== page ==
- Acceptable clinical samples from animals and how to collect them:
- Lesion (rash) material is required for animals with an active rash. This may include a swab of the lesion surface, swab of lesion fluid, or lesion crust.
- If no rash is present, oral, nasal, and anal swabs are acceptable.
- Use polyester swabs with a thin plastic, wood, or aluminum shaft; avoid using cotton swabs if possible.
- Whole blood collected in a tube with EDTA is acceptable.
- Serum should be separated from whole blood (preferably in a serum separator tube) within 2 hours after blood collection and then transferred to a sterile tube for submission.
- If lesions are present, more than one lesion should be sampled, preferably from different locations on the body and/or from lesions with differing appearances.
- Vigorously swab the lesion to ensure adequate DNA is collected.
- Wet lesions under the fur can be identified by clumping of hair (moist or dry).
- Take pictures of the lesions as diagnostic tools.
- If samples need to be tested from a dead or euthanized animal, email CDC at the address below for additional information.
Sample Storage and Shipping
- Swabs can be stored in VTM or UTM (300ul) or in a dry tube.
- Lesion crusts should be sent in a dry tube.
- Swabs can be stored in O-ring sealed 2 mL screw-cap tubes or other gasketed sterile container.
- Use one storage container per sample; do not store multiple swabs or samples in a single container.
- Samples should be stored refrigerated or frozen within an hour of collection if possible.
- Ship samples with enough ice packs or dry ice to ensure they arrive cold (dry ice is preferred).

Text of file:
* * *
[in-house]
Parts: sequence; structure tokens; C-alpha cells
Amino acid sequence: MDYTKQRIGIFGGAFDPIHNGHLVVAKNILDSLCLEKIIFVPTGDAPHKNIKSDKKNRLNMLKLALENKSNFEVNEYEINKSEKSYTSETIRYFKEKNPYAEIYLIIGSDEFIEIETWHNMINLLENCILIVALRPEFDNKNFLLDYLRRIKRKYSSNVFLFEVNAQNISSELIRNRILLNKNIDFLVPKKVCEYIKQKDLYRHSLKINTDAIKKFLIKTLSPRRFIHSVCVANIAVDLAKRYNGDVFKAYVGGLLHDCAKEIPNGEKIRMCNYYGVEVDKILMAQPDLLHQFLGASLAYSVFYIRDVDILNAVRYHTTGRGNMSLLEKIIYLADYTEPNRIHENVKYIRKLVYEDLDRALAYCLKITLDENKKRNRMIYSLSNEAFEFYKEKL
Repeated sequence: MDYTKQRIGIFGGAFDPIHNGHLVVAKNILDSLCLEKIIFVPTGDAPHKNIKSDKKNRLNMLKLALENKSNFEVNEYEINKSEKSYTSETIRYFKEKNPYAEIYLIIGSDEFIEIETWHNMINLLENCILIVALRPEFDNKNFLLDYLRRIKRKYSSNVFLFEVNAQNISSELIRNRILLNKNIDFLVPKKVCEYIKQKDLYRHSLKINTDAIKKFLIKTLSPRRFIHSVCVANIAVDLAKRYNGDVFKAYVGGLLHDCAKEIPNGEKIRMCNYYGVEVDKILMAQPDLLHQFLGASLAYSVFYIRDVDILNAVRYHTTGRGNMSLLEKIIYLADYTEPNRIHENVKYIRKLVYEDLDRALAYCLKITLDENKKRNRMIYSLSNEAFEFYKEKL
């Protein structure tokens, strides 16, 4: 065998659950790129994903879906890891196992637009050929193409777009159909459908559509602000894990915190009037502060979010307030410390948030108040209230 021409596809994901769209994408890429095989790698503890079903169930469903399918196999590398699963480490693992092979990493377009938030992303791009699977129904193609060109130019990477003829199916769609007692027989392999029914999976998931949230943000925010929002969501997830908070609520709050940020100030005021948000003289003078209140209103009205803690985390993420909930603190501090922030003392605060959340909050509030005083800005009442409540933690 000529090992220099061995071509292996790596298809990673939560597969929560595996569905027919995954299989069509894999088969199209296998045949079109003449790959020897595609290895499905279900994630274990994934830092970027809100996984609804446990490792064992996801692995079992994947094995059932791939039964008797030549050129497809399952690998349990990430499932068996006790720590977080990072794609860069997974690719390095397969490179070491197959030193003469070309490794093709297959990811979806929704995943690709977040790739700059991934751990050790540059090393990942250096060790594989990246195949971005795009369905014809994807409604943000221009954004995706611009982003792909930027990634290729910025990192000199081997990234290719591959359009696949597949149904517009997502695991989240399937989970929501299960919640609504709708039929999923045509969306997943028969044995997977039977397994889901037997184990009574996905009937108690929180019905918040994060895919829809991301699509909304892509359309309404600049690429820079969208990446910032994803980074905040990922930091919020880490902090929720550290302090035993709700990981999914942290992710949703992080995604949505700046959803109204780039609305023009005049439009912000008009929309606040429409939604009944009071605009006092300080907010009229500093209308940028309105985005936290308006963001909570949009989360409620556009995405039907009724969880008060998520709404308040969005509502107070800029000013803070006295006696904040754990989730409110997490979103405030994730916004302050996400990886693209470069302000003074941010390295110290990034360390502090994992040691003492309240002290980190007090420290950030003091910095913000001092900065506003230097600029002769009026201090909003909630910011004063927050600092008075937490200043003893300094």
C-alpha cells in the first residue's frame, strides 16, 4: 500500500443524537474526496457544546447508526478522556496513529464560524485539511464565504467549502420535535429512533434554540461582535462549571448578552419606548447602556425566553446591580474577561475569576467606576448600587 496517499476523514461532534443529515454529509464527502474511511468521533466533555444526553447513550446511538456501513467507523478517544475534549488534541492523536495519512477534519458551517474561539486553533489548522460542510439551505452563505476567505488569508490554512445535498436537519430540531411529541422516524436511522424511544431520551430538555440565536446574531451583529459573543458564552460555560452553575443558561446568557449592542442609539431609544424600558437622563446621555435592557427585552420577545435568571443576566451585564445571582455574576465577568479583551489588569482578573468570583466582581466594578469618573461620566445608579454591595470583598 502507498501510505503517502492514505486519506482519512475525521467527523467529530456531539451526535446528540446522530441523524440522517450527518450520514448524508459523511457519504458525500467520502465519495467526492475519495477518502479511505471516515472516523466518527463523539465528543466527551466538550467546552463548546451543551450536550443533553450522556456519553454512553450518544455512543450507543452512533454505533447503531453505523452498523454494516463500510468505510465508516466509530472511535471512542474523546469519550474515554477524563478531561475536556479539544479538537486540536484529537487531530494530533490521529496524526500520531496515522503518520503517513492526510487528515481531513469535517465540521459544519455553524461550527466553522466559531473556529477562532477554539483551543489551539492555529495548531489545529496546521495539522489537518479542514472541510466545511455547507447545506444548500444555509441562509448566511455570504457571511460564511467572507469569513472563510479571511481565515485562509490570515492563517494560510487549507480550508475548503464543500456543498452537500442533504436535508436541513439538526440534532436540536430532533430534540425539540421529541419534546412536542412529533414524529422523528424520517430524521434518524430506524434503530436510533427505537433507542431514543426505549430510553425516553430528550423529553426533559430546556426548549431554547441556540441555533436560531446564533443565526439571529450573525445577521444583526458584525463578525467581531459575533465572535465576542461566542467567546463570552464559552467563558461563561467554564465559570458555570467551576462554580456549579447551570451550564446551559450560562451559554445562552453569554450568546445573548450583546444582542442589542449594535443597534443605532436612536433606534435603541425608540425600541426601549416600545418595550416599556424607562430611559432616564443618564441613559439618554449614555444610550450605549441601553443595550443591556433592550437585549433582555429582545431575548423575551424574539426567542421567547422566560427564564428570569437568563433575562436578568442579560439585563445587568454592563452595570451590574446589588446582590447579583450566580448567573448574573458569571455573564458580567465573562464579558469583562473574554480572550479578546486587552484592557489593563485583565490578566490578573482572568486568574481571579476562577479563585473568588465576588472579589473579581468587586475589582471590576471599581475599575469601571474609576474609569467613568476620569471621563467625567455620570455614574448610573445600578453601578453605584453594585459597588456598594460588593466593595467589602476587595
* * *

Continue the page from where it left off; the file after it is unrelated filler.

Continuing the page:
- Packages must be accompanied with a list of contents on shipper letterhead.
- Ensure there is no human personal identifiable information (PII) included.
- Samples should be packaged and shipped as UN 3373 Biological Substance Category B guidelines (see U.S. Department of Transportation’s (DOT) Transporting Infectious Substances Safely [3 MB, 24 pages]).
- Prior to sample submission, email firstname.lastname@example.org to request testing and to receive global file accessioning template (GFAT).
- Send samples as detailed above to:
- US Centers for Disease Control and Prevention
STAT LAB: ATTN POX (unit 47) One Health
1600 Clifton Rd NE
Atlanta, GA 30333
- US Centers for Disease Control and Prevention
- Mpox in Animals and Pets
- Personal Protection Equipment (PPE)
- Sequence for Putting on Personal Protection Equipment (PPE) [2.85 MB, 3 pages]
- VeterinaryStandardPrecautions.pdf (nasphv.org) [783 KB, 27 pages]
- Infection Prevention and Control of Mpox in Healthcare Settings
- Cleaning and Disinfecting at Home